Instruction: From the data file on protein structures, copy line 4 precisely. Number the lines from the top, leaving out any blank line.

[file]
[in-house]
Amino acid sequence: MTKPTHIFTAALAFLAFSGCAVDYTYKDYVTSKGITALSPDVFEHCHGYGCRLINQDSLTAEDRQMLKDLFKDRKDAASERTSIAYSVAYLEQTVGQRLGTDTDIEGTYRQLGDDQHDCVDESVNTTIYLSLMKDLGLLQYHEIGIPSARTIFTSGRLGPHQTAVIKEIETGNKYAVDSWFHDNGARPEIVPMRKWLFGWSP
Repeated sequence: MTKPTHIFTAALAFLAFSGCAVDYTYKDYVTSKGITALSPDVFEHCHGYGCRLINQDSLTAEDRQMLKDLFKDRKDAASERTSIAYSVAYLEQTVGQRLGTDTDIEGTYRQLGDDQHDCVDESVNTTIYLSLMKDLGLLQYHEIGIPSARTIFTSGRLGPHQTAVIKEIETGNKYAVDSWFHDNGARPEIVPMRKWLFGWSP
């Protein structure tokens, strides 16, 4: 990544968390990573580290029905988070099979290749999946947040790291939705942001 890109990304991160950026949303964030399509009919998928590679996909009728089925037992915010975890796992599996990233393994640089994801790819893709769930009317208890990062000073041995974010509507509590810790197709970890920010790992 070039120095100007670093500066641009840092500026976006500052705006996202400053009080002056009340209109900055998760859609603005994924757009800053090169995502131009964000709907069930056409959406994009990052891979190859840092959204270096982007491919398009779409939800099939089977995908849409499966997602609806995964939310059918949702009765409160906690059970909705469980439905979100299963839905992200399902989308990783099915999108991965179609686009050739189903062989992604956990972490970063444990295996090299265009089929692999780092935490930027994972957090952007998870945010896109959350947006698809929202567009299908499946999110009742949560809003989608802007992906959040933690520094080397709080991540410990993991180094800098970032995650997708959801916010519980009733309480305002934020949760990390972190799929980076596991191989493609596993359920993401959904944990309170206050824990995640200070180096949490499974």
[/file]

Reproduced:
């Protein structure tokens, strides 16, 4: 990544968390990573580290029905988070099979290749999946947040790291939705942001 890109990304991160950026949303964030399509009919998928590679996909009728089925037992915010975890796992599996990233393994640089994801790819893709769930009317208890990062000073041995974010509507509590810790197709970890920010790992 070039120095100007670093500066641009840092500026976006500052705006996202400053009080002056009340209109900055998760859609603005994924757009800053090169995502131009964000709907069930056409959406994009990052891979190859840092959204270096982007491919398009779409939800099939089977995908849409499966997602609806995964939310059918949702009765409160906690059970909705469980439905979100299963839905992200399902989308990783099915999108991965179609686009050739189903062989992604956990972490970063444990295996090299265009089929692999780092935490930027994972957090952007998870945010896109959350947006698809929202567009299908499946999110009742949560809003989608802007992906959040933690520094080397709080991540410990993991180094800098970032995650997708959801916010519980009733309480305002934020949760990390972190799929980076596991191989493609596993359920993401959904944990309170206050824990995640200070180096949490499974």